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Details of Grant 

EPSRC Reference: EP/H046623/1
Title: Synthesis and Verification in Markov Game Structures
Principal Investigator: Schewe, Professor S
Other Investigators:
Shenton, Dr AT Wojtczak, Dr DK
Researcher Co-Investigators:
Project Partners:
Department: Computer Science
Organisation: University of Liverpool
Scheme: Standard Research
Starts: 01 October 2010 Ends: 30 November 2013 Value (£): 335,487
EPSRC Research Topic Classifications:
Fundamentals of Computing
EPSRC Industrial Sector Classifications:
No relevance to Underpinning Sectors
Related Grants:
Panel History:
Panel DatePanel NameOutcome
16 Mar 2010 ICT Prioritisation Panel (March 10) Announced
Summary on Grant Application Form
To meet the objectives of our project, we will divide our research into five work packages.The first work package is devoted to representing the control problems that we want to approach and to identify benchmarks and case studies as guidelines for relevant demands and measures of success for the applied aspects of our project. The starting point for our models will be- a generalisation of interactive Markov chains to 2.5 player games, a model in which the decisions of the different players are physically separated by assigning them to different states, and- a generalisation of Markov decision processes to Markov games, a model in which the decisions of both (or, more generally, of all) players are entangled and represented in the same node.We will extend these models by representations of the observational and computational power of the controllers under consideration, and formalisations of the--simple--objectives we want to meet.Additionally, we will develop benchmarks and case studies to guide the applied aspects of our project, and to root it in different communities--in particular in engineering and IT--by reflecting their respective demands.Work packages two, three, and four from the theoretic core of our work. Our second work package will address the simple question of constructing controllers with complete information, while a third work package will address the generalisation of these techniques to controllers with incomplete information but, for distributed controllers, equivalent information about the system state.Different to discrete systems, the abstraction (or restricted observability) of time plays a paramount role when considering incomplete information of these systems. This particular type of abstraction has proven to often simplify the construction of optimal strategies: The construction of optimal time-abstract strategies (and the proof of their existence) is much simpler than the construction of time dependent ones.The fourth work package refers to the extension of these results to distributed schedulers with different observational power.For work packages two, three, and four, we will study the decidability of quantitative and qualitative safety and reachability properties.In a fifth work package we will focus on algorithmic aspects like the development and selection of appropriate data structures of the model checking and optimisation problems, and develop prototype implementations that solve as a proof-of-concept for their applicability for a selection of the developed approaches. These proof-of-concept implementations will also play an important role in determining the applicability and potential of the techniques developed in the project on the target implementations defined in the first work package, and as means to communicate our results for dissemination and exploitation purposes.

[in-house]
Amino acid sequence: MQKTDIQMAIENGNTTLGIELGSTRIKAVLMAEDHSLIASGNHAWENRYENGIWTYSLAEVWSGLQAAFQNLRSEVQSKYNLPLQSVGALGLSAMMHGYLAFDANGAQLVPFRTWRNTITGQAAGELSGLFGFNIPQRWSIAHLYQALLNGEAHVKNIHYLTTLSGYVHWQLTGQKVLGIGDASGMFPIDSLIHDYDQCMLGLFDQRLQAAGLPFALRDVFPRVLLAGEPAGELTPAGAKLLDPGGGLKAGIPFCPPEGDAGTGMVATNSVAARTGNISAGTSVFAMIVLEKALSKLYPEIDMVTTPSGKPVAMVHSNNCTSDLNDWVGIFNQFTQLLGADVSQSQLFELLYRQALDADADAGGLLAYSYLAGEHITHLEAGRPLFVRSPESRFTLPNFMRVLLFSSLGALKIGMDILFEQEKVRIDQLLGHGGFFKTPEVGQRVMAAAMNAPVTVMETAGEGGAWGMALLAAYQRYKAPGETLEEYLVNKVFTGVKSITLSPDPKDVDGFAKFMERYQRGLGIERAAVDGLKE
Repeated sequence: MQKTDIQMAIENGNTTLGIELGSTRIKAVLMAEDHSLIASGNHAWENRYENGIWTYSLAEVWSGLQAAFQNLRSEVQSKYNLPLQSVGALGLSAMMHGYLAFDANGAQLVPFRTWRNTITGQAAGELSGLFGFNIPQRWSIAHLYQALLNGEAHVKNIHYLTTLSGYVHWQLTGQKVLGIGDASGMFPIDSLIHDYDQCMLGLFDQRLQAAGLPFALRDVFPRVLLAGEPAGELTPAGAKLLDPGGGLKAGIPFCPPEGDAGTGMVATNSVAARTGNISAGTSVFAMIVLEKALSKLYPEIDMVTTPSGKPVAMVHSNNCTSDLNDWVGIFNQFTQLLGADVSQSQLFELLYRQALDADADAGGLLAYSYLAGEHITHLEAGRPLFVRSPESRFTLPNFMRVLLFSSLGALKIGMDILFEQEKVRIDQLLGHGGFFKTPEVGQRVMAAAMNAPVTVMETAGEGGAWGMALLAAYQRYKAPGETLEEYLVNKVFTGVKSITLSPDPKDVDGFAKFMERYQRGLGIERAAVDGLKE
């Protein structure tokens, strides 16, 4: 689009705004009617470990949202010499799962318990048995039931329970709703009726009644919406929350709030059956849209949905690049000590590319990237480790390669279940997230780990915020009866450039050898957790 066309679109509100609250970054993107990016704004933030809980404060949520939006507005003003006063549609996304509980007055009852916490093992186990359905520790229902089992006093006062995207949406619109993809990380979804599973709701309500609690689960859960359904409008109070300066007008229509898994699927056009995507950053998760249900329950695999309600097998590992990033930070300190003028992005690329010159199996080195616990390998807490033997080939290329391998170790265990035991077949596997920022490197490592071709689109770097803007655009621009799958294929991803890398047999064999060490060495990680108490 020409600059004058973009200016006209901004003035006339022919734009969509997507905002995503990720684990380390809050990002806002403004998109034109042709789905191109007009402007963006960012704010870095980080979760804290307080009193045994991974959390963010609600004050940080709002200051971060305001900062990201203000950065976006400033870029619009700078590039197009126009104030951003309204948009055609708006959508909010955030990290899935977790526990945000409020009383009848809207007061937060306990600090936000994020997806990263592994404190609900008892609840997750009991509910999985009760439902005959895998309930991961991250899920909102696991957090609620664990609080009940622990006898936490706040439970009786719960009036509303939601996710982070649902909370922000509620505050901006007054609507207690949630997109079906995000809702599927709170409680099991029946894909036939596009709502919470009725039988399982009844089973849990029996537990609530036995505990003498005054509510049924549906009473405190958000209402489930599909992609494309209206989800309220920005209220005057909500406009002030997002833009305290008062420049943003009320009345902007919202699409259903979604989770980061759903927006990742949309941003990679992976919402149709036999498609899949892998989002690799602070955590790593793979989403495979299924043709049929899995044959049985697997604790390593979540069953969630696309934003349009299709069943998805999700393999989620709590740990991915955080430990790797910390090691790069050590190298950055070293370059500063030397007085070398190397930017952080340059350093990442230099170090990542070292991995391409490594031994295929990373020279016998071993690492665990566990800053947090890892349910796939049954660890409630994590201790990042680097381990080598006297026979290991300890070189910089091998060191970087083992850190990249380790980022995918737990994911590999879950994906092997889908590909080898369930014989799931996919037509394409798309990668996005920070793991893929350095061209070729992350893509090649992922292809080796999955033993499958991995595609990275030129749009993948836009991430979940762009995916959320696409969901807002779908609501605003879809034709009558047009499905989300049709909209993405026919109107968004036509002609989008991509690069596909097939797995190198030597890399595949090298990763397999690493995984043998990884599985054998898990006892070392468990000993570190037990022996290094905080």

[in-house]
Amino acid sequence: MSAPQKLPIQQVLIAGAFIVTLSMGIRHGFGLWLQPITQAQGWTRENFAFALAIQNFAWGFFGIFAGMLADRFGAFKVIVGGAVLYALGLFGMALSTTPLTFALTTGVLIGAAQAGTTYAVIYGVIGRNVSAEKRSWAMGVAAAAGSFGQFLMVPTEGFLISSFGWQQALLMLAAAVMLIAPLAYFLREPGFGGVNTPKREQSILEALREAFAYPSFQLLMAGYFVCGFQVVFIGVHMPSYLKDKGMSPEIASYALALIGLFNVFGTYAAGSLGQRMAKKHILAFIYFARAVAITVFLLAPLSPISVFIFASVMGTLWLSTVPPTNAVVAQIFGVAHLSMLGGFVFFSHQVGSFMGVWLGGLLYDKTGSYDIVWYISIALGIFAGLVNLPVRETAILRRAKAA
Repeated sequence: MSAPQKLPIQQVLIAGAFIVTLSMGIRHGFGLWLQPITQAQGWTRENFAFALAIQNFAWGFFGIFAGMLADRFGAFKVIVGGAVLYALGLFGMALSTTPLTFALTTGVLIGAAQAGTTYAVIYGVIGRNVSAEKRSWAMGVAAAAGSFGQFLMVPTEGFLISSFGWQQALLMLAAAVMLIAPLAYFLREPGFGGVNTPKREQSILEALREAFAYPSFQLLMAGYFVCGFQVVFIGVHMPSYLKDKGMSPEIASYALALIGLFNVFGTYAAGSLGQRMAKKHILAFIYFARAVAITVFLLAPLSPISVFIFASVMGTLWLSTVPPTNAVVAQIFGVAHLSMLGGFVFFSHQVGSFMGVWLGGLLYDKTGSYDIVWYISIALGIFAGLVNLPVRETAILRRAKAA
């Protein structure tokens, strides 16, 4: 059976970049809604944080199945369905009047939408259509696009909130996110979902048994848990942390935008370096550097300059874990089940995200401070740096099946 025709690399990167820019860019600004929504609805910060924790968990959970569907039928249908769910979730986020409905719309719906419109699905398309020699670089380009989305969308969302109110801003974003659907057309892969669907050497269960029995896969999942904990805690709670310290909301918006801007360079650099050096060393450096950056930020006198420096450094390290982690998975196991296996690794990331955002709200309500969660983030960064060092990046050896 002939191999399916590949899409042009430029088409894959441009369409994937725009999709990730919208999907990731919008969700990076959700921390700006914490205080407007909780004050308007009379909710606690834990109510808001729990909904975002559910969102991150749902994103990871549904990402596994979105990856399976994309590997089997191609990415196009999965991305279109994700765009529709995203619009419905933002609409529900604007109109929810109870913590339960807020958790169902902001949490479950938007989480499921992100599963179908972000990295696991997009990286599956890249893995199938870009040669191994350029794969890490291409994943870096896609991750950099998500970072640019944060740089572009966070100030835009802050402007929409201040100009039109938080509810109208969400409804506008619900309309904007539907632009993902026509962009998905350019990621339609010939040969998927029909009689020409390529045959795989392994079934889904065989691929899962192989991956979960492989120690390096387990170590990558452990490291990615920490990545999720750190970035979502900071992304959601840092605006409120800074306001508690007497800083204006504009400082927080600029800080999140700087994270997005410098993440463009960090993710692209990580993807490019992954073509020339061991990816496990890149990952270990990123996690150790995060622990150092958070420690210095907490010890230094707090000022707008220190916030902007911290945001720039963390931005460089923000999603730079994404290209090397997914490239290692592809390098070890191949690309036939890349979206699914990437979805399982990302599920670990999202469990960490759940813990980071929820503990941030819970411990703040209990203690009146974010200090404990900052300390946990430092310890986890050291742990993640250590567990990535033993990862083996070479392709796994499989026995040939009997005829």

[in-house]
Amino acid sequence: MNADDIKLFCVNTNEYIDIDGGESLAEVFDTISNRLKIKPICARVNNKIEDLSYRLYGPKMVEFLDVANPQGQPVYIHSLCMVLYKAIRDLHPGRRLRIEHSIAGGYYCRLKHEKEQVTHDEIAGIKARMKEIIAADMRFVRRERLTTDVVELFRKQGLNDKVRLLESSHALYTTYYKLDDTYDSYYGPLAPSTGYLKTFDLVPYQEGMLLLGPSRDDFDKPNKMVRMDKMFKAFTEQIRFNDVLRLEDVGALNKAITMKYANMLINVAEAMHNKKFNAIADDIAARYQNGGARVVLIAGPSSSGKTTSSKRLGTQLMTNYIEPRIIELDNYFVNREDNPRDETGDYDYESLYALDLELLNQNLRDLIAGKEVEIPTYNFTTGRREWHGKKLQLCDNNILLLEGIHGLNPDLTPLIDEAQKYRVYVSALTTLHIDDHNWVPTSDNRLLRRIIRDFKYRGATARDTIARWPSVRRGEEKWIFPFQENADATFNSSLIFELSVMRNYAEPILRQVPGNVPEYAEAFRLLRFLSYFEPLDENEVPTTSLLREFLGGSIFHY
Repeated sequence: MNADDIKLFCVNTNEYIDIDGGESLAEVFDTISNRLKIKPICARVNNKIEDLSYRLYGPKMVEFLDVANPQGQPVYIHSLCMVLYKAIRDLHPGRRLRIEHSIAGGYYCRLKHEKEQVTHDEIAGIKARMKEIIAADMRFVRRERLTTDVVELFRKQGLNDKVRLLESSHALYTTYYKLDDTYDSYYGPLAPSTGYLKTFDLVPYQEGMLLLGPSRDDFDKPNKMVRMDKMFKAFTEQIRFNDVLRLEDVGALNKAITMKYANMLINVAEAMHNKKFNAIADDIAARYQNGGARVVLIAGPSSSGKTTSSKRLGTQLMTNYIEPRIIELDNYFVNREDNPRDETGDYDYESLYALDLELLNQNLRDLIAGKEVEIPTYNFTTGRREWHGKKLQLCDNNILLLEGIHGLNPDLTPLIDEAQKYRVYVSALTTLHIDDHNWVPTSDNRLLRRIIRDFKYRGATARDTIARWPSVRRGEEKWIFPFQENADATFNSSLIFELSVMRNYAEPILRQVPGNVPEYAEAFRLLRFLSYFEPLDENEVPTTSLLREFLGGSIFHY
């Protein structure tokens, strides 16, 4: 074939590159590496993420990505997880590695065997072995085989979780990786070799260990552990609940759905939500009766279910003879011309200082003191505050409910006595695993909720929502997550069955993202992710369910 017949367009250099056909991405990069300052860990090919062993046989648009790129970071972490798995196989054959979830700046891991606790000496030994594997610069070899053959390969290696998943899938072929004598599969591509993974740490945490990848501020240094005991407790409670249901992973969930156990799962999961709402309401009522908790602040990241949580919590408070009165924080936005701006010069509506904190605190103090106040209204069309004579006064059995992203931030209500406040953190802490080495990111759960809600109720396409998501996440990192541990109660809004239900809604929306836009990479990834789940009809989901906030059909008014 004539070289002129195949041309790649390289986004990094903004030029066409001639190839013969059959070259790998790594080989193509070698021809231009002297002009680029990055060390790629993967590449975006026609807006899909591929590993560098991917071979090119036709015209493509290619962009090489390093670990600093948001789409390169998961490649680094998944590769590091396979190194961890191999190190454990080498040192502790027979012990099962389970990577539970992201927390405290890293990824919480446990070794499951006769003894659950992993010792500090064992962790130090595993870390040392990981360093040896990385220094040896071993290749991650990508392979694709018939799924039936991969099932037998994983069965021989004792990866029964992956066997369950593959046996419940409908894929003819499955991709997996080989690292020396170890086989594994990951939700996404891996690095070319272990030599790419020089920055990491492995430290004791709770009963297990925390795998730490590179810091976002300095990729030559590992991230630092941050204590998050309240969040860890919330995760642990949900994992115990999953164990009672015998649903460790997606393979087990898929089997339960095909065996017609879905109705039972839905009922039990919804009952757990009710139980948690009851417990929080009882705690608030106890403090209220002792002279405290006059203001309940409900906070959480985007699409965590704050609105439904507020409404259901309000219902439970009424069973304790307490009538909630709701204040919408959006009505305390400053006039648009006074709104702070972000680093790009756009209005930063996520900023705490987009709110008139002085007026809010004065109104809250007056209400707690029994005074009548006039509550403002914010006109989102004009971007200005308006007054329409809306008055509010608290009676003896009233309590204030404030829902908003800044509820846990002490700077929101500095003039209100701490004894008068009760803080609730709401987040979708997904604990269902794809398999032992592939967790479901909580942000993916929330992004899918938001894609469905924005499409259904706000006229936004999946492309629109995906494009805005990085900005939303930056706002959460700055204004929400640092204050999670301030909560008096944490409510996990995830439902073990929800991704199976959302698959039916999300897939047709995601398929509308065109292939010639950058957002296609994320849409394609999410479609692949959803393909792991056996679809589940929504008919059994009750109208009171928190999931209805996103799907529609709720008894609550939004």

Key Findings
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Organisation Website: http://www.liv.ac.uk